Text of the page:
space

ISP's block
11001000 00010111 0001
0000 00000000 200.23.16.0/20


Organization 0
11001000 00010111 0001000
0 00000000 200.23.16.0/23

Organization 1
11001000 00010111 0001001
0 00000000 200.23.18.0/23

Organization 2
11001000 00010111 0001010
0 00000000 200.23.20.0/23


... ….. …. ….

Organization 7
11001000 00010111 0001111
0 00000000 200.23.30.0/23



Network Layer

21

Hierarchical addressing: route aggregation

“Send me anything

with addresses

beginning

200.23.16.0/20”

200.23.16.0/23

200.23.18.0/23

200.23.30.0/23

Fly
-
By
-
Night
-
ISP

Organization 0

Organization 7

Internet

Organization 1

ISPs
-
R
-
Us

“Send me anything

with addresses

beginning

199.31.0.0/16”

200.23.20.0/23

Organization 2

.

.

.

.

.

.

Hierarchical addressing allows efficient advertisement
of routing information:

Network Layer

22

Hierarchical addressing: more specific
routes

ISPs
-
R
-
Us has a more specific route to Organization 1

“Send me anything

with addresses

beginning

200.23.16.0/20”

200.23.16.0/23

200.23.18.0/23

200.23.30.0/23

Fly
-
By
-
Night
-
ISP

Organization 0

Organization 7

Internet

Organization 1

ISPs
-
R
-
Us

“Send me anything

with addresses

beginning 199.31.0.0/16

or 200.23.18.0/23”

200.23.20.0/23

Organization 2

.

.

.

.

.

.

Network Layer

23

IP addressing: the last word...

Q:

How does an ISP get block of addresses?


A:

ICANN
:
I
nternet
C
orporation for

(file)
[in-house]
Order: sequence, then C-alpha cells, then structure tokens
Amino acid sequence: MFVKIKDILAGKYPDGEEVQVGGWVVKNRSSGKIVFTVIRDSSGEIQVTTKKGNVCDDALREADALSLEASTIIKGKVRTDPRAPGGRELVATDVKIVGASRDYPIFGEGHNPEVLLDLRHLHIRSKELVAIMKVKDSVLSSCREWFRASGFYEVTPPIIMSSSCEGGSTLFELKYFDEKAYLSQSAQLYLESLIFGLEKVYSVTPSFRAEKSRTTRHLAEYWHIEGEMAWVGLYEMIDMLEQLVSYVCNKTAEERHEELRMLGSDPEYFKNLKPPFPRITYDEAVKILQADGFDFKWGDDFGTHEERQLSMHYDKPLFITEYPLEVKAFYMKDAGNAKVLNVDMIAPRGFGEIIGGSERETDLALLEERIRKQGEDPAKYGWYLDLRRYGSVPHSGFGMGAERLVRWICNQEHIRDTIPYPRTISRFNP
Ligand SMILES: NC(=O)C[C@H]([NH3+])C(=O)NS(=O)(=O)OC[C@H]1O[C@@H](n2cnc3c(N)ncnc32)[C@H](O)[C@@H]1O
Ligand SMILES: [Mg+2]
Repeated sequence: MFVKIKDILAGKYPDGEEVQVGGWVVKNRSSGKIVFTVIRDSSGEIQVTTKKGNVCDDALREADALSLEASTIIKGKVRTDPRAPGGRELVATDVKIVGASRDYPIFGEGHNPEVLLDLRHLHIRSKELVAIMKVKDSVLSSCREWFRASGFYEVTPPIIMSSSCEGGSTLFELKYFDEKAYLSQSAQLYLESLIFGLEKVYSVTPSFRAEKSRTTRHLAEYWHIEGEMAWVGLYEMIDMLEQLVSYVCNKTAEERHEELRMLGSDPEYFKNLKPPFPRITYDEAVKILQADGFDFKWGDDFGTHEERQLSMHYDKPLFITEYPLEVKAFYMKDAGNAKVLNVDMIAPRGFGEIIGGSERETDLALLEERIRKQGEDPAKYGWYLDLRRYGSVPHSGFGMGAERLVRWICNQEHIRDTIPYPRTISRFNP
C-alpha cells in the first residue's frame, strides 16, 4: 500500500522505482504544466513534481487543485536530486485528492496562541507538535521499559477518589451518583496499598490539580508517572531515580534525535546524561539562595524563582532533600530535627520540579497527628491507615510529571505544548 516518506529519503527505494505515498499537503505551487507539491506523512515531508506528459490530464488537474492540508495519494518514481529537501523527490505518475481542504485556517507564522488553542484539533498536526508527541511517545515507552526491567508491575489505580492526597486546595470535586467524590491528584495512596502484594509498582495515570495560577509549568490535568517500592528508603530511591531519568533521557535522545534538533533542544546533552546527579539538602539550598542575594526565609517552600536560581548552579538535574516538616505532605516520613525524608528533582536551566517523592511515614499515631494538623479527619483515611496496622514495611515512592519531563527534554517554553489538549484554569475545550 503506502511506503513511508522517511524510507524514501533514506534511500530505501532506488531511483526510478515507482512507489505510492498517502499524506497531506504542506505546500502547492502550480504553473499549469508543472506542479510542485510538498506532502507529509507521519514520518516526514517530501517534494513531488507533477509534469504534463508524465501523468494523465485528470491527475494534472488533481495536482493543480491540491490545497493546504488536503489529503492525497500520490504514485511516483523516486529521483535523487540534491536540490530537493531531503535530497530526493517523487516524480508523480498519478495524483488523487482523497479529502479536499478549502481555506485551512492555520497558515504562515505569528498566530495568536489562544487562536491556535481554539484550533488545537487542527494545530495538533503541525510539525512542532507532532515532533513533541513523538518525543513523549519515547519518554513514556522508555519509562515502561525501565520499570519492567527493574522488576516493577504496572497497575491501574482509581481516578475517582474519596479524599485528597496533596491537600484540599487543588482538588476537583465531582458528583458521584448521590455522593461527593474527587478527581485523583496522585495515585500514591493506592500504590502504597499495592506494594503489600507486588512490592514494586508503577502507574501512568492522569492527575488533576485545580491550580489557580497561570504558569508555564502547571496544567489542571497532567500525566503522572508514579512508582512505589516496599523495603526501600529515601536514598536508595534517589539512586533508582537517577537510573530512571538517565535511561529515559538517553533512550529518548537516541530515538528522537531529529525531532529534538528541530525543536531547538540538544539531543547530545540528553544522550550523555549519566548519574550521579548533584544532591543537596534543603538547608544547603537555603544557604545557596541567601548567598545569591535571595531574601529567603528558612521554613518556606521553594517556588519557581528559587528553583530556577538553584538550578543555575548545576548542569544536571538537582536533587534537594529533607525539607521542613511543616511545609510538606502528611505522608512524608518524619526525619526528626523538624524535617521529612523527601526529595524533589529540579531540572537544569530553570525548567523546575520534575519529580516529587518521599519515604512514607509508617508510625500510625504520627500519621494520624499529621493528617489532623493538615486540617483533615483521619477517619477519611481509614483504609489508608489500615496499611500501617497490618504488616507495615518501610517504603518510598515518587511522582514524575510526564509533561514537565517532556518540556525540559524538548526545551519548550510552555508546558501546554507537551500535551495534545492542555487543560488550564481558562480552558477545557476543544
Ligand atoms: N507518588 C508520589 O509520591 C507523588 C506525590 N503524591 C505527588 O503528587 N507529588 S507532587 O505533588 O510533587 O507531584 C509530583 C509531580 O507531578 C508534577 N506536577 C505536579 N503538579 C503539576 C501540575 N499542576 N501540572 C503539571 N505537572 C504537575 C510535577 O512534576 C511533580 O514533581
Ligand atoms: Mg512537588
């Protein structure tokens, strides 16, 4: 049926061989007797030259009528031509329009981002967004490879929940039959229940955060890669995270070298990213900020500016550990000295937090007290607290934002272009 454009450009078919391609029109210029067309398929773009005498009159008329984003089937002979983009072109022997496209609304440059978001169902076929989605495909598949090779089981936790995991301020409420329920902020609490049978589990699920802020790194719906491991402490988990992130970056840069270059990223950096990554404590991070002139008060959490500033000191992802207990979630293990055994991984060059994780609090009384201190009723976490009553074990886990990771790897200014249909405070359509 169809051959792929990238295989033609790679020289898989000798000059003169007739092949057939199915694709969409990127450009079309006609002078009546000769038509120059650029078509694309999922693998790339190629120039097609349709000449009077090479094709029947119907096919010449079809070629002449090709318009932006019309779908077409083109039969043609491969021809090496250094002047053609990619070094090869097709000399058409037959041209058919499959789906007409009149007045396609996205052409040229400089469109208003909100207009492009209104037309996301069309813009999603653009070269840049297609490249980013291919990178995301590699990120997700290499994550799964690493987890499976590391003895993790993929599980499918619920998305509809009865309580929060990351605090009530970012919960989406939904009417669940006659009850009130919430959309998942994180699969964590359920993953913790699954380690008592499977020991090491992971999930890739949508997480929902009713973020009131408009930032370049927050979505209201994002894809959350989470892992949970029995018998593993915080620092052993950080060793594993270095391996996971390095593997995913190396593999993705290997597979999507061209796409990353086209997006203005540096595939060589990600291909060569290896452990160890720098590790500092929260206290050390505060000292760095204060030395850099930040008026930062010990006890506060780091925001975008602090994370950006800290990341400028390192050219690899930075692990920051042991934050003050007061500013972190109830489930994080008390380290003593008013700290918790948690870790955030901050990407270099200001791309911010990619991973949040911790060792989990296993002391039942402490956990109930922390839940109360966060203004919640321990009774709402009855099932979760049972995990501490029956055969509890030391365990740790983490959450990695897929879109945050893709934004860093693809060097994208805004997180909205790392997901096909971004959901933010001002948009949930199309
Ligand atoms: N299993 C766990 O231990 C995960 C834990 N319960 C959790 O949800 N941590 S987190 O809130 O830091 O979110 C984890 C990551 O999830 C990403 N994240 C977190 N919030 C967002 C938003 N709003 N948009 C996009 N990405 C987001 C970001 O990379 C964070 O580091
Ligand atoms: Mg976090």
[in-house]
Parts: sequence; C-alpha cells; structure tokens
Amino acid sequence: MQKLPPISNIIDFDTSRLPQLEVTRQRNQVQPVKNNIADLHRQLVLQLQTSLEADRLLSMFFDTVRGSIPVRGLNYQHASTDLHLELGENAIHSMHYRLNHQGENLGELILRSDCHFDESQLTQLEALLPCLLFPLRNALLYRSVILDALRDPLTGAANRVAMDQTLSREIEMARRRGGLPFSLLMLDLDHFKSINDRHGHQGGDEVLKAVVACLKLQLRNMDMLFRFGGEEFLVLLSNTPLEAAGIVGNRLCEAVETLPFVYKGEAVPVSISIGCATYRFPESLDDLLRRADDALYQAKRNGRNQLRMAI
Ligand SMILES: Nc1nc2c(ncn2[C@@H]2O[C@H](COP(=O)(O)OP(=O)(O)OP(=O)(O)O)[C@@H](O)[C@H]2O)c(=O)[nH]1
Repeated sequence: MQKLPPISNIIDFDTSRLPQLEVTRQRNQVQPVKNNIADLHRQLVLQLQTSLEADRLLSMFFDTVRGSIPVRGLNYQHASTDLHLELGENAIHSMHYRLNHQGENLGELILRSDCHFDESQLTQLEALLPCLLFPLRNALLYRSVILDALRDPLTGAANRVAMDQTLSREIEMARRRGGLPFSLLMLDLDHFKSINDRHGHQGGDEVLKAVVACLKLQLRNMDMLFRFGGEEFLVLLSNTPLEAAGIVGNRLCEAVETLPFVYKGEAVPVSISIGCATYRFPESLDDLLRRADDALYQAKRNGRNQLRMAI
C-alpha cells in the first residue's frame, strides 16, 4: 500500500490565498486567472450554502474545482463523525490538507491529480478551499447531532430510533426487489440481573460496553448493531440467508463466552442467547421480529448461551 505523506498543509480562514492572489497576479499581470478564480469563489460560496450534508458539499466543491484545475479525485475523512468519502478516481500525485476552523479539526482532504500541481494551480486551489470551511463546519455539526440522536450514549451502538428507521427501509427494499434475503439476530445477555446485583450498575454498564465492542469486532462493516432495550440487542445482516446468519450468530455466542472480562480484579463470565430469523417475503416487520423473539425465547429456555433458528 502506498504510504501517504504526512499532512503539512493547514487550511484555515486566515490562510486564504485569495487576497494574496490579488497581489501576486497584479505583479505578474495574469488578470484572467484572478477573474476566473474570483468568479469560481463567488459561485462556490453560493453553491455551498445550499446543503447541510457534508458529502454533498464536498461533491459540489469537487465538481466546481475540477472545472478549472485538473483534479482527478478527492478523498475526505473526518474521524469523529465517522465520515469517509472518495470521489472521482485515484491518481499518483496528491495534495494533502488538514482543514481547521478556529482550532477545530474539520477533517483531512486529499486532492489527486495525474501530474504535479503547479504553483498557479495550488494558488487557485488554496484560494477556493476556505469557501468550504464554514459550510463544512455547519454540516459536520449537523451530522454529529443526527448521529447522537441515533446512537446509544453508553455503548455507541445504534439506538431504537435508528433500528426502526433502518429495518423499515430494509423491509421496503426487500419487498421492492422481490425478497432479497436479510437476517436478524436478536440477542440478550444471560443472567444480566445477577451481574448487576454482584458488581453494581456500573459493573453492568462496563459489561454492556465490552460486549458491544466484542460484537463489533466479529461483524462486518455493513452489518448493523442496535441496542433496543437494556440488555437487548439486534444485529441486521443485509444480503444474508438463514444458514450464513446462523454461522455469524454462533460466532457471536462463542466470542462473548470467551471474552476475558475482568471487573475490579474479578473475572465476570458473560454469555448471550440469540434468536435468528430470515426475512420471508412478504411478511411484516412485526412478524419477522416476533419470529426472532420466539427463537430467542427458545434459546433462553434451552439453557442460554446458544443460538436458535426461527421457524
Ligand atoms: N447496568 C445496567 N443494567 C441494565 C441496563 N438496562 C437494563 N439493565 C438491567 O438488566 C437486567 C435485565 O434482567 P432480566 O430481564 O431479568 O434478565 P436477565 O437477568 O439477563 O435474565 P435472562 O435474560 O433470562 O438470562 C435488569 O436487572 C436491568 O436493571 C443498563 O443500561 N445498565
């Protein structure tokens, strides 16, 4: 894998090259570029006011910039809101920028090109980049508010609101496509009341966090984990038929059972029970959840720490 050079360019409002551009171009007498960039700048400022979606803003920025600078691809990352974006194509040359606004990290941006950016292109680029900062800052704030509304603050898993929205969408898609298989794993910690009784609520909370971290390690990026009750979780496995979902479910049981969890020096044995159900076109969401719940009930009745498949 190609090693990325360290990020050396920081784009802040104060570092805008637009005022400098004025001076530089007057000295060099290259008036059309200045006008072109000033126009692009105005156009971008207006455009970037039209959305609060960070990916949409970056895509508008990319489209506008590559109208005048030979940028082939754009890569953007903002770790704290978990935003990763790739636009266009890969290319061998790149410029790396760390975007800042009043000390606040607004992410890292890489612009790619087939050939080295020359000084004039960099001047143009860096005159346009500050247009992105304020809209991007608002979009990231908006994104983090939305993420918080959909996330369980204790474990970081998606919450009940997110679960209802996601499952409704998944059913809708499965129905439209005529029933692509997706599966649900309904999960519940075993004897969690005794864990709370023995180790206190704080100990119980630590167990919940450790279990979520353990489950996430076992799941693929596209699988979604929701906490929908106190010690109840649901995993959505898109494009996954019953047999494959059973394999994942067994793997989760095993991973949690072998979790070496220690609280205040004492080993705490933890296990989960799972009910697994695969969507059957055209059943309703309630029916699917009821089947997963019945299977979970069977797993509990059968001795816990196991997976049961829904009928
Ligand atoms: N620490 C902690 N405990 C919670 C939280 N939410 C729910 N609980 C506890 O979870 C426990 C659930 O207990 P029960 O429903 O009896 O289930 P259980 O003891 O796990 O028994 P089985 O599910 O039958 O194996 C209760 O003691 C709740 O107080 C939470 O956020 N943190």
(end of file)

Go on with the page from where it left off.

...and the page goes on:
A
ssigned


N
ames and
N
umbers


allocates addresses


manages DNS


assigns domain names, resolves disputes

Network Layer

24

NAT: Network Address Translation

10.0.0.1

10.0.0.2

10.0.0.3

10.0.0.4

138.76.29.7

local network

(e.g., home network)

10.0.0/24

rest of

Internet

Datagrams with source or

destination in this network

have 10.0.0/24 address for

source, destination (as usual)

All

datagrams
leaving

local

network have
same

single source
NAT IP address: 138.76.29.7,

different source port numbers

Network Layer

25

NAT: Network Address Translation


Motivation:

local network uses just one IP address as
far as outside world is concerned:


range of addresses not needed from ISP: just one IP
address for all devices


can change addresses of devices in local network
without notifying outside world


can change ISP without changing addresses of
devices in local network


devices inside local net not explicitly addressable,
visible by outside world (a security plus).


Network Layer

26

NAT: Network Address Translation

Implementation:

NAT router must:


outgoing datagrams:


replace

(source IP, port #) of every outgoing datagram
to (NAT IP, new port #)


remote clients/servers will respond using (NAT IP, new port #)
as destination addr.


remember (in NAT translation table)
every (source IP,
port #) to (NAT IP, new port #) translation pair


incoming datagrams:


replace

(NAT IP, new port #) in destination fields of
every incoming datagram with corresponding
(source IP, port #) stored in NAT table

Network Layer

27

NAT: Network Address Translation

10.0.0.1

10.0.0.2

10.0.0.3

S: 10.0.0.1, 3345

D: 128.119.40.186, 80

1

10.0.0.4

138.76.29.7

1:

host 10.0.0.1

sends datagram to

128.119.40.186, 80

NAT translation table

WAN side addr LAN side addr

138.76.29.7, 5001 10.0.0.1, 3345

…… ……

S: 128.119.40.186, 80

D: 10.0.0.1, 3345


4

S: 138.76.29.7, 5001

D: 128.119.40.186, 80

2